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Thread: Help me please...

  1. #1
    Registered User
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    Help me please...

    I also posted in the Piano & Keys forum with a similar problem my friend is experiencing...

    OK, I have been playing the guitar for around 6 months to 1 year, i'm currently at, what i would call an Intermediate level, i know some chords, i know a small number (2-4) scales, i know legato techniques, i can alternate pick, bend, etc. I have a few problems with my playing, these consist of:

    1) Synchronisation issues between my two hands.

    2) Fast playing, both Legato and Picked.

    3) Improvisation, now, i know that evry guitarist at some point wants to do this... but i have done my research and this isnt just a "how do i sol0!?!!?" question, i know about the "2212221" notes in the Key, though i don't know what keys are interchangeable, nor do i know many scales to improvise round...Also, Backing Tracks would REALLY help here.

    4) Composition, This sort of carries on from Improvisation, but i know that just slapping any chords in the key of C together won't necessarilly sound good, i have heard vague things about the "tonic" notes, and how some notes "lead" onto each other, and some make the chord/progression sound "fuller" etc. but have never found anything i could understand explaining this properly to me

    I can't REALLY afford books at the minute, but if you can, suggest them anyway, and i'll hope to grab them at a later date.

    Finally, I understand that this isn't going to happen overnight, but is "Practice, Practice, Practice" the only thing that can be done to speed up this learning/development? The main reason for this "need for speed" is that, essentially, we are in a band, and want to improve as much as possible in as little time as we have in the summer holidays (though they haven't nearly started yet :P)

    We're pretty serious about music as a lifetime commitment, whether it be to 3 drunks in a bar in the middle of nowhere, or to however many thousands at the Download Festival...it doesn't really matter to us, it's just Live to Play, Play to Live.

    Thanks for your time

    -Arcor


    (Apologies for any "Identicalities" between this and the Piano & Keys post, it's late, and we have similar problems, and Windows has a copy function...:P)

  2. #2
    Registered User Lexavier's Avatar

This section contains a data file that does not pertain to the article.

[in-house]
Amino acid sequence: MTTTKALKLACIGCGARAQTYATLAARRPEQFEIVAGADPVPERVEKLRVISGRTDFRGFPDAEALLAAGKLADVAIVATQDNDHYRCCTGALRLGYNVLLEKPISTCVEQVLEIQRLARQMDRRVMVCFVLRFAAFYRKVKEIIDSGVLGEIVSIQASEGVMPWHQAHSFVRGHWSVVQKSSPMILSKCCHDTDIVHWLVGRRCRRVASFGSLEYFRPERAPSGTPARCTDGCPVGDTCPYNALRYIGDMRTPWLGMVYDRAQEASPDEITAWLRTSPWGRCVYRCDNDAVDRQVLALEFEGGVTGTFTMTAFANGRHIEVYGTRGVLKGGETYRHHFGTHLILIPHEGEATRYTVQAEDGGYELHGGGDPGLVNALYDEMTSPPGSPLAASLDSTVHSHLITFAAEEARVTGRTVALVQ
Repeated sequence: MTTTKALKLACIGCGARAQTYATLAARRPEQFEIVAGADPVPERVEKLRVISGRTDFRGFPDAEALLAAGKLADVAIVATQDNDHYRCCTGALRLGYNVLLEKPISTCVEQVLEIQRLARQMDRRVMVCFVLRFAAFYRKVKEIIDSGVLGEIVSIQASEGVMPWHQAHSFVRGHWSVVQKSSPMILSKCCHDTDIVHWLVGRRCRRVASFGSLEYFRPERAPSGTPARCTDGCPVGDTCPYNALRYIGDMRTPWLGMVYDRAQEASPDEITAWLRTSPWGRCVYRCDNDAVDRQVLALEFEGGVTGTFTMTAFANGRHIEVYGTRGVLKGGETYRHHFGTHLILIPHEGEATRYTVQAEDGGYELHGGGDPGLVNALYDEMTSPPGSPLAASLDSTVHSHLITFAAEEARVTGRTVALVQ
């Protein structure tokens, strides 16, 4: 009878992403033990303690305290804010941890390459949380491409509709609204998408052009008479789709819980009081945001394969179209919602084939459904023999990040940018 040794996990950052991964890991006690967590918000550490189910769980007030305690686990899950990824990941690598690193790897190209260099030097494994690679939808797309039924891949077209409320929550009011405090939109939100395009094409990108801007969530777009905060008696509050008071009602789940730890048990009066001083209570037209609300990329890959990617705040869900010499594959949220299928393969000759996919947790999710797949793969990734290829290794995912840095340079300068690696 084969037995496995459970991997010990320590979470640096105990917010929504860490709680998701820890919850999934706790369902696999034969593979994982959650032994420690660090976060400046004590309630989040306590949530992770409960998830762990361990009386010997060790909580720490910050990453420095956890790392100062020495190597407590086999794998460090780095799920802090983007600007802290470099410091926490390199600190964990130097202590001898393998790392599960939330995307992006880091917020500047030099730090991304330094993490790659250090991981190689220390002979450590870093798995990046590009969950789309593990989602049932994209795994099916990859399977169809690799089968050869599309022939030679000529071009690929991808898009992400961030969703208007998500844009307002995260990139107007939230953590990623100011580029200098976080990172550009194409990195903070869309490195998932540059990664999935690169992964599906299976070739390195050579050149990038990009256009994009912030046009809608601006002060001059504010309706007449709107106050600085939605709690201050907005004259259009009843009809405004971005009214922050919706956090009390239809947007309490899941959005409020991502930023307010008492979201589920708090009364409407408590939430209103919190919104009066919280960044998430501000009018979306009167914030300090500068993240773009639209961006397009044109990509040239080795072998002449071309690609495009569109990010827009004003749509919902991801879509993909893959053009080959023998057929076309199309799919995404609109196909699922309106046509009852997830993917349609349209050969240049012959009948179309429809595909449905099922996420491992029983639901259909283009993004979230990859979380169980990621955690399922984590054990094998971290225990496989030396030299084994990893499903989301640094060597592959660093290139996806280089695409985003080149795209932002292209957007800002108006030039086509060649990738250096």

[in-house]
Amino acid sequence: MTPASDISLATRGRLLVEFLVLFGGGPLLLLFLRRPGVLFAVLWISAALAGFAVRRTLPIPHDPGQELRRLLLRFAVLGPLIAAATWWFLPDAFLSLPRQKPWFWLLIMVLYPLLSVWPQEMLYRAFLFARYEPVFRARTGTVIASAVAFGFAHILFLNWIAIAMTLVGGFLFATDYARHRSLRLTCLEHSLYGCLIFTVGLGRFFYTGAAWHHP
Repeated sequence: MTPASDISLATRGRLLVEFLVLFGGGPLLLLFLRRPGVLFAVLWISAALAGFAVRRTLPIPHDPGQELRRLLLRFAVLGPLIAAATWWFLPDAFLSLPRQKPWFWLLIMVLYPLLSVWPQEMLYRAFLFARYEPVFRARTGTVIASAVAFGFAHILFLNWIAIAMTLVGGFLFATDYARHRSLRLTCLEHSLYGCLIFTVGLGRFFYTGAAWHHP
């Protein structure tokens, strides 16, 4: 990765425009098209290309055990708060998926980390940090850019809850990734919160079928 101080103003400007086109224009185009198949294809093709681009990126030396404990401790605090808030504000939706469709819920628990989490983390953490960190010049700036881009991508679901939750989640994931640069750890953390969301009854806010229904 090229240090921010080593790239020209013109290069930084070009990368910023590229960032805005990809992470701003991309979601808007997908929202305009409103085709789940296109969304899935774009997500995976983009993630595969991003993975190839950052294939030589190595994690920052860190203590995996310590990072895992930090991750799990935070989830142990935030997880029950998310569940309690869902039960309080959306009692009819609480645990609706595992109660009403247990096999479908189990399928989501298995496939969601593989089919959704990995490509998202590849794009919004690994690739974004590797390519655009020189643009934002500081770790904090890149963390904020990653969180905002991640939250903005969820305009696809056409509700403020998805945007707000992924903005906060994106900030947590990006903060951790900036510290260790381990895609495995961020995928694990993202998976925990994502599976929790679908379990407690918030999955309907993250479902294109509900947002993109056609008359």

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    hey Arcor,

    I can give a few good suggestions for your problems.

    Alright for synchronizing both of your hands. Now there are millions of exercise books out there, but the conclusion that everyone comes to is to do EVERYTHING, and I mean EVERYTHING, really really slow. muscle memory is a big part of any musical endeavor, unless theory, but you kind of have to apply that too , anyways! For getting your hands locked in though, seriously, do things slow, so you aren't straining. after doing whatever exercise or passage you are trying to nail, slowly and extensivley practice it. things will definatley come a lot faster. Another big thing is economy of motion.

    TWO VERY! important things-
    make sure your pick strokes are even, and close to the string (this is how you will get stuff faster) think about it. if your closer to the string you are playing, your going to get a lot more mileage out of your muscles as far as endurance goes, and you'll play notes quicker.
    The last band I was in really required me to get better at fast picking stuff, and the only thing that works is slow comfortable practice, and a metronome!!
    one last thing I have for developing a good pick hand is, instead of playing your scales up and down, picking each note once, instead, double pick everynote descending and ascending, thats a really good exercise! and then from there, do three notes, four notes ETC... and always use a metronome!

    (practice in front of a mirror also, make sure you look as comfortable as you feel when you play. when I watch players who look like they are going to spontaneously combust from tension, it makes me feel like I am going to also!)

    Legato-